Visiting Assistant Professor of New Media Studies
Her scholarly interests include race, digital media, feminist media studies, American studies, media and citizenship, critical theory, and histories of capitalism. Her research focuses on how U.S. media provide templates for racialized citizenship and subjectivity. In particular, she is interested in how emotion, produced by media's pedagogical use of the history of slavery, becomes a powerful site through which to shape and manage race.
Her publications include "'How Many Slaves Work for You?': Race, New Media, and Neoliberal Consumer Activism," published in the Journal of Consumer Culture; "Advance Your Freedom: Race, Enterprise, and Neoliberal Governmentality on From G's to Gents," published in Television and New Media; "The Haunting of Evidence," co-authored with Stephen Dillon and published in Cultural Studies/Critical Methodologies; and "'This Baby Sloth Will Inspire You to Keep Going': Capital, Labor, and the Affective Power of Cute Animal Videos," forthcoming in the edited collection The Affects and Aesthetics of Cuteness. She is currently working on a book manuscript preliminarily titled Pedagogies of Slavery: Race, Media, and Citizenship, and a co-authored project with Laurie Ouellette on reality TV programming on prisons.
In this 200-level course, we will examine where the categories "media" and "environment" intersect, focusing in particular on the central role that media play in communicating about climate change and environmental degradation. We will also engage media studies scholarship that theorizes the environmental impact of media technologies, especially emerging media. We will cover an array of topics, including e-waste and techno trash, environmental justice, undersea cable systems, greenwashing and consumer activism, "green" TV, ecofeminism, cultures of climate change, and race and the anthropocene. Some questions to guide our inquiry include: What discourses about nature and the environment do media (including journalism, film, television, advertising, websites) produce? How have scholars analyzed the environmental effects of an increasingly digital world? How have activists used media to combat environmental degradation? We will draw from a range of texts, including documentary film, popular media, journalism, and advertising.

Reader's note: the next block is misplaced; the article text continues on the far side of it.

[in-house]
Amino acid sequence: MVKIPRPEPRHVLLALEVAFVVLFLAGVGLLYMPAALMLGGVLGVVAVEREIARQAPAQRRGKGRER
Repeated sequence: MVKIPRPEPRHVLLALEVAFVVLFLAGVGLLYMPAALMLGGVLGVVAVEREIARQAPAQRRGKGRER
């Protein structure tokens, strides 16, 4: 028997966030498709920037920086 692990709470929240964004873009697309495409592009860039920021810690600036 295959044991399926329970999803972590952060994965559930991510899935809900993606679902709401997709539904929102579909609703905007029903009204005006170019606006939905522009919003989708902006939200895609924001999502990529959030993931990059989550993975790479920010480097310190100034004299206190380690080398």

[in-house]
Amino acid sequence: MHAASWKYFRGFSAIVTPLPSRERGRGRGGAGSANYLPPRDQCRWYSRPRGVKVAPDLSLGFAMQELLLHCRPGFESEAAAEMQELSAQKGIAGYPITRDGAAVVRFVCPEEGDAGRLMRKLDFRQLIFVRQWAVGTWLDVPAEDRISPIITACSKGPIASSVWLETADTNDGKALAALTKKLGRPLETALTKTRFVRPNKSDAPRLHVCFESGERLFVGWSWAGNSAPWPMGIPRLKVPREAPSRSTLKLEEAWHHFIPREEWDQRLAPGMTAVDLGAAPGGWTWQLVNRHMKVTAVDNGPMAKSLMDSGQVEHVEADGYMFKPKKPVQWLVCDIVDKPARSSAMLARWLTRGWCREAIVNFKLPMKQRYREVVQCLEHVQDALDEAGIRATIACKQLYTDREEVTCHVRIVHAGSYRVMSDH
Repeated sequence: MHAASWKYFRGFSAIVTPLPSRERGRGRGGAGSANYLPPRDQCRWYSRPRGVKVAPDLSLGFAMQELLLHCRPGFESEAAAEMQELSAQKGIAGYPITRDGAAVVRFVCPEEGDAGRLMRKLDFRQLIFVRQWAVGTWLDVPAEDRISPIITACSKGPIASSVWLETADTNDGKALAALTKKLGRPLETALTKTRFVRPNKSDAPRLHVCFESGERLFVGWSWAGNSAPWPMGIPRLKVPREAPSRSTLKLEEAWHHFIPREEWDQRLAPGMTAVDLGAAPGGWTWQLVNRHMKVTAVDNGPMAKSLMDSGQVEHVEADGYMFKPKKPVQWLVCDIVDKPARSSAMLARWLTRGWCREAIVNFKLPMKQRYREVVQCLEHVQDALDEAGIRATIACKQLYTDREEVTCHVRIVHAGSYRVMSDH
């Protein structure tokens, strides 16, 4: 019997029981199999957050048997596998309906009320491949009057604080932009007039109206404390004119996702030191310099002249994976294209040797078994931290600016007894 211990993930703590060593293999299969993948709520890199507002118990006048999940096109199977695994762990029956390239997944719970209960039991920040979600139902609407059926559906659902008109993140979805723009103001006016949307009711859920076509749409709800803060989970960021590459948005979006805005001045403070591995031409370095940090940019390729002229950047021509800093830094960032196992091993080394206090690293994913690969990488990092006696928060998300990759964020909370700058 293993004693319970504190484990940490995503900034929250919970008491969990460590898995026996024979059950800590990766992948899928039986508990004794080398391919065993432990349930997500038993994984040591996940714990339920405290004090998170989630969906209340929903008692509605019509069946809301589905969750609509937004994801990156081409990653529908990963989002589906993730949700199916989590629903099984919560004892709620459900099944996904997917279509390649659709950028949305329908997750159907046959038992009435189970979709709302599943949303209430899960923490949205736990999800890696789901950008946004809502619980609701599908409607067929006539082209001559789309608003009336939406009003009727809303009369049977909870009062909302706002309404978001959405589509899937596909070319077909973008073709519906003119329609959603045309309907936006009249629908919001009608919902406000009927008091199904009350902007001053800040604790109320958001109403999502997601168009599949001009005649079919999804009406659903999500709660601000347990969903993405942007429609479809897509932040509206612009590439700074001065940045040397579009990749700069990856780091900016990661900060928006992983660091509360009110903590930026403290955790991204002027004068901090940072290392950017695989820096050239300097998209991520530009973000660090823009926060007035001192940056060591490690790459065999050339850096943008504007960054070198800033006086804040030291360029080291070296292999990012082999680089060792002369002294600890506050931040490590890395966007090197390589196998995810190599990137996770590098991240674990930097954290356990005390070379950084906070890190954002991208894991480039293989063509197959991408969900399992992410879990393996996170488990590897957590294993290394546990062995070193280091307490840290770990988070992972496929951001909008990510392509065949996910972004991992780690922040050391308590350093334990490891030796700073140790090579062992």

When Edward Snowden leaked classified documents detailing the U.S. government's extensive surveillance apparatus, uproar ensued. From critics who accused him of treason to supporters who were outraged by what the documents contained, Snowden became a polarizing figure who shed light on the massive reach of the NSA. In this 100-level course, we will examine the proliferation of surveillance in the digital age. We will historicize surveillance technologies, beginning with slavery and Foucault's theorization of the Panopticon to the quotidian surveillance of today. We will examine a wide range of topics, including visibility/invisibility, slavery, terrorism, migration and the state, privacy, incarceration, health, social media, data mining, biometrics, Wikileaks, participation, and policy. Together, we will work to define what surveillance means in the digital age, particularly as it relates to the politics of race, gender, sexuality, and capitalism. We will engage a variety of theoretical, historical, and popular texts, including documentary film, literature, and reality television. We will also address contemporary resistance to surveillance such as counter-surveillance and cultural/artistic responses.